US ready to ‘fight for justice’ in Syria without UN approval – Haley

US ready to ‘fight for justice’ in Syria without UN approval – Haley
The US does not consider itself constrained by the United Nations Security Council and might seek “justice” in Syria on its own terms, the US representative to the UN, Nikki Haley, has said. The US took similar action in Libya in 2011.

READ MORE: Russia vetoes ‘unbalanced’ US resolution on Syrian chemical weapons, but its draft fails

“With the unity of this council, or alone, unrestrained by Russia’s obstructionism, we will continue to fight for justice and accountability in Syria,” Haley said, blasting Russia’s vetoing of the draft resolution on the extension of the Syrian chemical weapons probe on Friday.

The draft, proposed by Japan, envisioned the “technical extension” of the probe for another 30 days. Explaining Russia’s decision to block the resolution, Russian UN envoy Vasily Nebenzya said that there is no sense in prolonging the mission if some glaring flaws in its work are not amended.

“There can be no other way after the JIM’s [the UN-OPCW Joint Investigative Mechanism] leadership disgraced itself with its fictitious investigation into the sarin use incident in Khan Shaykhun and signed off on baseless accusations against Syria,”he said.

Haley went on to accuse Russia of showing no flexibility in negotiating the conditions of the probe, claiming that Moscow had only “dictated and demanded” while the US had “incorporated elements of the Russian draft” into its own in the hopes of reaching a consensus.

Russia vetoed the US draft on Thursday, with Nebenzya calling it “unbalanced” and solely designed to discredit Russia and its role in the Syrian settlement. Haley subsequently accused the Russian mission of ignoring the US delegation’s attempts to contact it before the vote.

READ MORE: ‘Full of systemic deficiencies’: Russia slams OPCW report on Idlib chemical attack at UNSC

Haley’s remarks on the impossibility of reaching the Russian mission provoked an angry reaction from Moscow, with Russian Foreign Minister Sergey Lavrov calling it “fake diplomacy.” Lavrov said that “it seems we are witnessing a new phenomenon in international relations, as now, apart from fake news, there is also fake diplomacy.”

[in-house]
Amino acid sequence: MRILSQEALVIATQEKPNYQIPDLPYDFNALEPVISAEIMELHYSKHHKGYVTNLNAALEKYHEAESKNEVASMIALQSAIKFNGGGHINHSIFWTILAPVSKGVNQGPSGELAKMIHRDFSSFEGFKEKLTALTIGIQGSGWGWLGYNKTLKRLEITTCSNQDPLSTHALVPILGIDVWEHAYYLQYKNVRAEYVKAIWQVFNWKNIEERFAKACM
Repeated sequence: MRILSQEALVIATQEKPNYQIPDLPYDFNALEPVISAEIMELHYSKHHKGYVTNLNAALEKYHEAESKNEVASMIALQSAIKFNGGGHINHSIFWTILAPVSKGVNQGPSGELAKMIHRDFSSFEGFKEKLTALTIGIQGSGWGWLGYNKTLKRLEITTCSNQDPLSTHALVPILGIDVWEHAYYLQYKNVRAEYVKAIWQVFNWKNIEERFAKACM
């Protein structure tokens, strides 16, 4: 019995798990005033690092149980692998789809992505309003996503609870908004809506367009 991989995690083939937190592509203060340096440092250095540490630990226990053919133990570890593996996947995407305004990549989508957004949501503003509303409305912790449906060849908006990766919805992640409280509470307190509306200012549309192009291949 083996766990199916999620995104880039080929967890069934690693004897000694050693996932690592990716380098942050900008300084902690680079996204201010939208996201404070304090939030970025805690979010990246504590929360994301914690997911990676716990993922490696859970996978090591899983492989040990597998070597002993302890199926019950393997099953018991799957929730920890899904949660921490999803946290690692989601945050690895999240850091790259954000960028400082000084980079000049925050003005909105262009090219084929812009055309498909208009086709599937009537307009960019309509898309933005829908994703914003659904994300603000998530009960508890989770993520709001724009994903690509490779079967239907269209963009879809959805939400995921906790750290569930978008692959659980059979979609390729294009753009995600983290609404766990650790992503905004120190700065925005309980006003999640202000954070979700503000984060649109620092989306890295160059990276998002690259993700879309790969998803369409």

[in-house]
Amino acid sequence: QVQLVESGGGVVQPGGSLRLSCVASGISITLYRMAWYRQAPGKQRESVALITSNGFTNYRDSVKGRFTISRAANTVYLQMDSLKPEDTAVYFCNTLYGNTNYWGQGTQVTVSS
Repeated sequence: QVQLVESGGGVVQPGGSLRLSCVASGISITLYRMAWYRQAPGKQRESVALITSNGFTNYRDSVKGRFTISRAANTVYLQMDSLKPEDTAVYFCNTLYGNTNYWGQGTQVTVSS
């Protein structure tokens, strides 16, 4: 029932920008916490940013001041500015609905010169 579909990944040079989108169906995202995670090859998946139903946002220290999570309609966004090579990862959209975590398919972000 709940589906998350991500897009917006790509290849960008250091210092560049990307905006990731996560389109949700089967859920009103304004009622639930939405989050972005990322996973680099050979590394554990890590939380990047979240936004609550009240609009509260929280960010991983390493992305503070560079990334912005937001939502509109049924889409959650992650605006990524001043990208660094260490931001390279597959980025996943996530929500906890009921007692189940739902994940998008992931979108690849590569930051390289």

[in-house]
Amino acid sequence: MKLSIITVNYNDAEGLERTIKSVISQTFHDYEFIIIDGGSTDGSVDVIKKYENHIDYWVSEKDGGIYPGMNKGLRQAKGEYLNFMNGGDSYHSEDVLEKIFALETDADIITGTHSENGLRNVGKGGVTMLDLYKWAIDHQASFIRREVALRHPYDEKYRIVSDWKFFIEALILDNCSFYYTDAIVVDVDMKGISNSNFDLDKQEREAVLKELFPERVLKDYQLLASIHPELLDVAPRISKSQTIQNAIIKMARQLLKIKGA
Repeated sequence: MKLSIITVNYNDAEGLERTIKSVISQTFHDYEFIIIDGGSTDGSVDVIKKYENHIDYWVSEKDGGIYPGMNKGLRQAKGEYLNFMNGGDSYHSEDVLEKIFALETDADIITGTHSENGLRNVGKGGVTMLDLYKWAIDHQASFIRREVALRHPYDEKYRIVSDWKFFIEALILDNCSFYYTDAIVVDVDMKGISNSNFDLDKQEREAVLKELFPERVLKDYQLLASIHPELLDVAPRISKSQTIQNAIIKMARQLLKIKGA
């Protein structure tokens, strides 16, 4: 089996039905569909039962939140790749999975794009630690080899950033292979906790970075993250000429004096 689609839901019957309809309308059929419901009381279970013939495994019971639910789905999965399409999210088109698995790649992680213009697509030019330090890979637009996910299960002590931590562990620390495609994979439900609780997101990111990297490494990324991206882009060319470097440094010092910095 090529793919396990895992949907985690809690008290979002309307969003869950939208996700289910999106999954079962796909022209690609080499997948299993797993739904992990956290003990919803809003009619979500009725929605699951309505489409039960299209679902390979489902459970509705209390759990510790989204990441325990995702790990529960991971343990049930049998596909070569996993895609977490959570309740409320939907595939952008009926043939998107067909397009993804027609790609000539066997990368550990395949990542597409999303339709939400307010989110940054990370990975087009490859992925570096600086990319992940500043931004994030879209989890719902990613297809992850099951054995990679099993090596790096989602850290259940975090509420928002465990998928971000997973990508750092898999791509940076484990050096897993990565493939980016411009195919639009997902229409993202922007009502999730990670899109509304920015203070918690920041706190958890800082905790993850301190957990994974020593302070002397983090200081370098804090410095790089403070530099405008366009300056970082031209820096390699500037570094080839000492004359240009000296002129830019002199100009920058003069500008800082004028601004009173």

The rival draft was co-sponsored by Russia and China, and “aimed at the extension and qualitative improvement” of the fact-finding mission, according to Nebenzya. However, it also failed, gaining the support of only four Security Council members.

While both Russia and the US used their veto powers on the respective resolutions, Haley accused Moscow of obstructing the work of the UNSC and its efforts to find “the truth.”

Russia has repeatedly criticized the UN-OPCW Joint Investigative Mechanism (JIM)’s report on the chemical incident in Khan Shaykhun as being filled with “omissions, inconsistences and contradictions.” It also says it does not follow standard procedures for an impartial inquiry as it relies on questionable testimonies provided by rebels and NGOs, some of which are suspected of links to terrorists. In particular, it pointed to experts’ refusal to visit the site of the attack despite security guarantees.

In 2011, the US intervened in the region to curb the violence in the ongoing civil war in Libya. Under the pretext of a UN mandate to establish a no-fly zone in the country and save civilian lives, the US-led NATO coalition waged a full-fledged campaign that eventually resulted in the slaughter of former Libyan leader Muammar Gaddafi and multiple civilian deaths, the number of which varies from 72, according to Human Rights Watch, to more than 1,000 in unconfirmed reports. The country is still in tatters and the war involving tribes and militants is ongoing.

Despite the UN not giving the greenlight for a full-fledged campaign in Syria, US Defense Secretary James Mattis claimed that the organization sanctioned action there, justifying it with the struggle against Islamic State (IS, formerly ISIS/ISIL) terrorists. Damascus has repeatedly blasted the US for operating on Syrian territory without its consent and in violation of international law, and views the US presence as an invasion.

Courtesy: RT

Russia squeezing US out as agricultural superpower

Russia squeezing US out as agricultural superpower
The US is being pushed out of the grain market as Russia’s bumper wheat harvest has dragged down prices to record lows. Russian agricultural exports are booming thanks to a weaker national currency and massive investment.

“We are pushing America aside in some markets, and we are satisfied with this,” said Russia’s Agriculture Minister Aleksandr Tkachev.

This year Russian farmers are expected to harvest the biggest crop in over a century. Russia will produce at least 83 million tons of wheat in the current growing season, according to estimates by The Wall Street Journal.

Lower prices and close proximity to large markets gives Russia an advantage, according to the General Director of the Institute for Agricultural Market Studies Dmitry Rylko.

“A relatively weak ruble is good for the Russian wheat market. We see either gradual or rapid growth for our exports,”the expert told RT.

However, the figure announced by the Russian government earlier this year is much more impressive. The Moscow-based grain consultant ProZerno estimates a harvest of over 130 million tons. It is 2.6 percent more than the previous record set in 1978 before the Soviet-Afghan War.